The "sustainable development commission" in England is about to make a proposal:
COUPLES who have more than two children are being “irresponsible” by creating an unbearable burden on the environment, the government’s green adviser has warned.
Jonathon Porritt, who chairs the government’s Sustainable Development Commission, says curbing population growth through contraception and abortion must be at the heart of policies to fight global warming. He says political leaders and green campaigners should stop dodging the issue of environmental harm caused by an expanding population.
There are two important arguments against this. The first is that it's an effort to justify population control measures in third world countries where the families greatly value (and simply need) more children. Many still die of curable diseases and many hands are needed in labour-intensive economies. This is wrong and bad -- and it's racist. "Less from the unfit" (Sanger) is their motto behind closed doors.
Secondly, it ignores the fact that in developed countries, larger families consume less overall goods because of the economy and oblation necessary. Clothes are passed on or shared, extra-curriculars are minimised because of the family dynamic already present, each expenditure is shared (strollers, skates, cars, books, etc.) and these children simply learn to need less as they mimic the requisite generosity of the parents.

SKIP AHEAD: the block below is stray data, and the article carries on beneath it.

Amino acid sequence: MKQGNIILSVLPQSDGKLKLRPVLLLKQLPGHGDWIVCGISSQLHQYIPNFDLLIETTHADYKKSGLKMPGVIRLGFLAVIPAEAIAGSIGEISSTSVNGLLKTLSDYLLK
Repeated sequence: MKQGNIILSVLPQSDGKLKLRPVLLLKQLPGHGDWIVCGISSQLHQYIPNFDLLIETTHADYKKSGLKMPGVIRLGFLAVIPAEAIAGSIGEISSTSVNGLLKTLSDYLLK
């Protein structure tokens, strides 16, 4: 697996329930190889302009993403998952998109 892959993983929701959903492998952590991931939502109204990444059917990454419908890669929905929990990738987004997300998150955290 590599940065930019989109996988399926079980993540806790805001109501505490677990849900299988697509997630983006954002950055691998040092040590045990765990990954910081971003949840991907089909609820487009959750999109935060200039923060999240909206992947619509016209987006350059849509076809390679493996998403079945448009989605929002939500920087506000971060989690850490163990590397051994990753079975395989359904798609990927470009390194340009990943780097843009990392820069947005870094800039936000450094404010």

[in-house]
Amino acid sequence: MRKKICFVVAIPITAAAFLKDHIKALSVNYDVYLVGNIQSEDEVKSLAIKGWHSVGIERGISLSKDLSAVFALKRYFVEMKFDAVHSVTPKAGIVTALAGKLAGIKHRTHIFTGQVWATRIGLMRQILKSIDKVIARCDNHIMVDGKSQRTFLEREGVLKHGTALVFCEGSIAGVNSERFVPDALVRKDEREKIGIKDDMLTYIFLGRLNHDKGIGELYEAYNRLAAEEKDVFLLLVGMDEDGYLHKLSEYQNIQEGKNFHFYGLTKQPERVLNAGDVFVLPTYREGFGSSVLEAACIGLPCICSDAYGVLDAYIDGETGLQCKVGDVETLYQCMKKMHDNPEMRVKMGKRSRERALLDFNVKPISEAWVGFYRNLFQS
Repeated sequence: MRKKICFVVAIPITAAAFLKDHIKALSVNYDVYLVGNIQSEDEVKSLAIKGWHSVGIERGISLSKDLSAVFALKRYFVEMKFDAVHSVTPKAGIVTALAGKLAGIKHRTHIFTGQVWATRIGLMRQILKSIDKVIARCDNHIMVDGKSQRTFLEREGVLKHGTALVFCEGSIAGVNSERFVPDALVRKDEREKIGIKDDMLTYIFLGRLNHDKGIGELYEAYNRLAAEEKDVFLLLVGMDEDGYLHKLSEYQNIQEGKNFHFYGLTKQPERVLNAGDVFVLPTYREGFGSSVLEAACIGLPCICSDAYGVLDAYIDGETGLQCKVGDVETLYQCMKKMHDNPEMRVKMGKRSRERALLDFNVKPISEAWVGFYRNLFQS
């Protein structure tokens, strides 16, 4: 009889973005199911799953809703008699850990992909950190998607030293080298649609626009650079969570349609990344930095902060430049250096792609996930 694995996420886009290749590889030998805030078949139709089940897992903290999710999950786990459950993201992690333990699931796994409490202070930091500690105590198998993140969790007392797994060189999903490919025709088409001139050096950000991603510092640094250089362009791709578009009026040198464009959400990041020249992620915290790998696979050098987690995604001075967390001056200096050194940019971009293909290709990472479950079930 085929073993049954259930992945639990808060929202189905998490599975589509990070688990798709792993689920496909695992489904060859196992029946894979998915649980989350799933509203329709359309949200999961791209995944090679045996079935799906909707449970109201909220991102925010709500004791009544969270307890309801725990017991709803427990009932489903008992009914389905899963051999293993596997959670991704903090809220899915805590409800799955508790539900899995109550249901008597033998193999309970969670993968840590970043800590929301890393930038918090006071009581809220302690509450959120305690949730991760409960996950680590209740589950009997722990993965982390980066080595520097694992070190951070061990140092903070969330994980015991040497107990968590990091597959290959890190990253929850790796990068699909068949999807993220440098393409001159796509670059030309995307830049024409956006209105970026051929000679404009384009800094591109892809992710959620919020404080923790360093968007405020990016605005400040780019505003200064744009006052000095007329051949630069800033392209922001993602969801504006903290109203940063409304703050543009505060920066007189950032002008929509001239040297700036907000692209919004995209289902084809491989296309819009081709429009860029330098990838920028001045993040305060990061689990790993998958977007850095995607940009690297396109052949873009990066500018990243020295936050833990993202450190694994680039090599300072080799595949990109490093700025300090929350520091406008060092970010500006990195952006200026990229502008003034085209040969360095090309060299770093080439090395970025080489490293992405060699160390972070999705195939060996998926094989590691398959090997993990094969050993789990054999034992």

The premise about environmental costs assumes that each child will be outfitted and pampered to the nth degree. Larger families operate differently. Thus the outlay of a family with two children is usually far greater than one with six. (Now college is a different matter, but there are ways to cope with those ridiulous costs, which may even be rigged partially for this end.)
Thus self-control is not even an option -- let the elderly and sick die, kill the children. These are very unpleasant people, wouldn't you say?
In the end, larger families will have more children to contribute their sane thoughts in the public square than those who limit their children. They will also bear the burden of supporting the aging population. If I had a choice in my nursing home, I'd love a cheerful nurse from a large family who has the people skills and abundant virtues learned in a large family. What are the odds...?